Every autumn a group of dedicated hawk watchers around the country climb mountain tops or any elevated location that provides an open view of the sky to witness sometimes impressive concentrations of migrating hawks.
Here in Massachusetts there are some tried and true locations to see these diurnal migrants – notably Mount Tom in Holyoke, Mount Wachusett in Princeton and Mount Watatic in Ashburnham. So why not our own Mount Auburn, after all during their migration, hawks are moving and can be seen anywhere.
There is a key to a successful fall hawk migration day and is strongly guided by the weather. In the fall you see more hawks on the day of and up to one or two days after the arrival of a cold front. This type of weather will produce thermals of air where the birds enter and swirl upward sometimes rising out of sight. The birds at any given moment will leave the thermal heading off in a string or river of hawks heading south.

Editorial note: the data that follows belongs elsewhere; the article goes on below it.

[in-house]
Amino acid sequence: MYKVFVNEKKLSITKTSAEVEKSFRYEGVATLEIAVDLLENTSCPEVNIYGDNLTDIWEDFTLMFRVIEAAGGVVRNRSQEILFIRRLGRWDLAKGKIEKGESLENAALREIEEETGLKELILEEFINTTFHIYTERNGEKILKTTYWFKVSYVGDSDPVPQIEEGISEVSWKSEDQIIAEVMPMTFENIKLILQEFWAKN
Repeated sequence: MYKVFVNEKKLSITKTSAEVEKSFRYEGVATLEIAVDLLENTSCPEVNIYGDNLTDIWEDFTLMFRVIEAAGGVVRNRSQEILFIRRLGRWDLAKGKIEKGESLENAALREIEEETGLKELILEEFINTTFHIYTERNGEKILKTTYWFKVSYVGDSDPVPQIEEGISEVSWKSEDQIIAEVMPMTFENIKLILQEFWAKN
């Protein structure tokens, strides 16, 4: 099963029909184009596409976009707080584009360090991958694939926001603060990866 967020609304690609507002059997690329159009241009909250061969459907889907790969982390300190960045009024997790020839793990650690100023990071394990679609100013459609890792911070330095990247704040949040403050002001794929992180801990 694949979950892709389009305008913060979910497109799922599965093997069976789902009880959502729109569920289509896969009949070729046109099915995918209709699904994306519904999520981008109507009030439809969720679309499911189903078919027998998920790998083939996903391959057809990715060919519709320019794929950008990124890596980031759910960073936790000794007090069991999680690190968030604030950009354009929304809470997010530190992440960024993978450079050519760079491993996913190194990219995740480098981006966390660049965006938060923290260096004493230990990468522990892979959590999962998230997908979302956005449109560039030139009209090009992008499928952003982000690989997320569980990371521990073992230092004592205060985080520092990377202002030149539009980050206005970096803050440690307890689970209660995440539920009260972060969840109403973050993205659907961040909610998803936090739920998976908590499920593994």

The Broad-winged Hawk is by far the most numerous, migrating in flocks that include several individuals to several thousand birds. Up to 20,000 have been seen on a single day at Mount Wachusett! At Mount Auburn, the best time to look for migrating hawks is in September, and the peak numbers generally are noted at mid-month. Though I’ve never made a concentrated effort to conduct a dedicated hawk watch, I did record 31 Broad-winged Hawks on September 14, 1994. What a wonderful way to spend a fall day atop the Washington Tower counting hawks!
Photo of Broad-winged Hawk by Jeremiah Trimble
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